The COVID pandemic has upended many hospitals, including their policies involving PPE use and infection prevention. Because this virus is so unknown, the amount of PPE used has been astronomical, enough to put the hospitals in shortage. Donations of handmade, cloth masks were beneficial, but organizations needed more help to meet the growing demand. An organization in Spain, called Acciona, helped 3-D print 200 masks per day to provide to hospitals to help battle COVID (Clift & Court, 2020). This company not only helped hospitals with PPE, but went further to help the hospital staff with lodging and providing the cleaning service necessary to stay in sanitary, safe conditions. The article also mentioned a different company, Siemens Healthineers, who met the COVID virus head on. Early in the response to the pandemic, testing was extremely limited. This organization pledged to start mass producing 50 million COVID tests starting in June 2020 to be utilized in health campuses throughout the United States (Clift & Court, 2020).
Workplace security is something that is expected when going to work. Employees have the right to feel safe at work. Being a nurse, workplace violence can, and frequently does, occur while on the clock. According to Valentine et al. (2020), physical assault, threat, harassment, intimidation, and bullying are all forms of workplace violence. Taking care of sick patients is tiring work, and when patients aren’t their normal self, sometimes they act out in violence. An article found by Sarkis (2000), lists examples employers are taking to combat workplace violence. These include: conducting a risk assessment, increasing security, providing training for employers and employees, and identifying methods for dealing with troubled employees. The organization I work at does have the nurses doing a violence risk assessment once per shift, and has protocols in place for patients deemed a high risk for violence.
Disaster planning is an important part of an organization because disasters not only affect the organization and the community, but also the employees. Disaster planning includes organizational assessment, human impact planning, and disaster training (Valentine et al., 2020). Organizational assessment includes assessing how a disaster will affect the organization and needs many members of the interprofessional team. Human impact planning plans for the impact a disaster will have on the people of an organization. This is important because an organization, especially a medical facility, needs to continue to function if there are power outages or some other type of disaster. Disaster training is just that – training for a disaster. This is important to an organization because trained team members are what make disaster planning successful (Valentine et al., 2020). The organization I work for has a disaster team in place, with written policies and procedures to follow in case of a disaster, natural or manmade.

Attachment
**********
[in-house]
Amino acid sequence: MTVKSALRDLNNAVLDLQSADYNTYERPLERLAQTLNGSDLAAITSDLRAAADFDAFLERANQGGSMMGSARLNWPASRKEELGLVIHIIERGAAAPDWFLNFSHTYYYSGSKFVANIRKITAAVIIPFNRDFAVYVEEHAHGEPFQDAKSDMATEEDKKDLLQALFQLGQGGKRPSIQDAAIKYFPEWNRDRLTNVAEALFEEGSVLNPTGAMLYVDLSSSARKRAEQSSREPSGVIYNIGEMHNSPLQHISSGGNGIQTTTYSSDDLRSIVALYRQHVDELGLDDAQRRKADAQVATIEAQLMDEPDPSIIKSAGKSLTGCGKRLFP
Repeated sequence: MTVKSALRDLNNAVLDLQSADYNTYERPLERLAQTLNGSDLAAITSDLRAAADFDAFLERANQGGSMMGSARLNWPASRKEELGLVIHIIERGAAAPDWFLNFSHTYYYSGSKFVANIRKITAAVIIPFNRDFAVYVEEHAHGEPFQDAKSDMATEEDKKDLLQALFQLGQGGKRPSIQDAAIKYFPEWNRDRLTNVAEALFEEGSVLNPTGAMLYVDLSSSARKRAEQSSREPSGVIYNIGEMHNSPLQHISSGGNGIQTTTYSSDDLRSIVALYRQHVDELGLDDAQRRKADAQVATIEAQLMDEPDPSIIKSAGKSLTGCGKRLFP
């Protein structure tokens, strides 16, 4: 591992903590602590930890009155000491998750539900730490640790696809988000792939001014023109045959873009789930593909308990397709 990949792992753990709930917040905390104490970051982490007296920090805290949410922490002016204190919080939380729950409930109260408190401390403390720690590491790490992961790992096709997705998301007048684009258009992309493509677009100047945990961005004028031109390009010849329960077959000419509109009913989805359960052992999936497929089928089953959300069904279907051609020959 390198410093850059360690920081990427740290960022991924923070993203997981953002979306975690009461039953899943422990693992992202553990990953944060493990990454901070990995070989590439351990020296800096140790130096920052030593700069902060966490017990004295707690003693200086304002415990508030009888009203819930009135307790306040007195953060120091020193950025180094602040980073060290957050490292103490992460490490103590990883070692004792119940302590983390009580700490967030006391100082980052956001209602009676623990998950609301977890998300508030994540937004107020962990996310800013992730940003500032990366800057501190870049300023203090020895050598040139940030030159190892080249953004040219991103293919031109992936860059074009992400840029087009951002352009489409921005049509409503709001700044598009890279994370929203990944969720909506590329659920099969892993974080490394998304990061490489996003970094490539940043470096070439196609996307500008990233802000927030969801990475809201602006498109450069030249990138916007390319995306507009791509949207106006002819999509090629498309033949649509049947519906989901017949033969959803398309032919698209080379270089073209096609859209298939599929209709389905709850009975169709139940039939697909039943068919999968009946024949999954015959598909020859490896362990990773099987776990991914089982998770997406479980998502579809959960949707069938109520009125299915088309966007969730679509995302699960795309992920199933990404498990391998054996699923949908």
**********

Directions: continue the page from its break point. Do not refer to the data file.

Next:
Clift, K., & Court, A. (2020). How are companies responding to the coronavirus crisis? World Economic Forum.https://www.weforum.org/agenda/2020/03/how-are-companies-responding-to-the-coronavirus-crisis-d15bed6137/ (Links to an external site.)
Sarkis, K. (2000). Employers take steps to combat workplace violence. Occupational Hazards. https://web-b-ebscohost-com.ezproxy.umary.edu/ehost/detail/detail?vid=5&sid=e440e60f-a575-4569-be93-233fe8230468%40pdc-v-sessmgr06&bdata=JnNpdGU9ZWhvc3QtbGl2ZQ%3d%3d#AN=2801704&db=buhLinks to an external site.
Valentine, S. R., Meglich, P. A., Mathis, R. L., & Jackson, J. H. (2020). Human resource management (16th ed.). Cengage Learning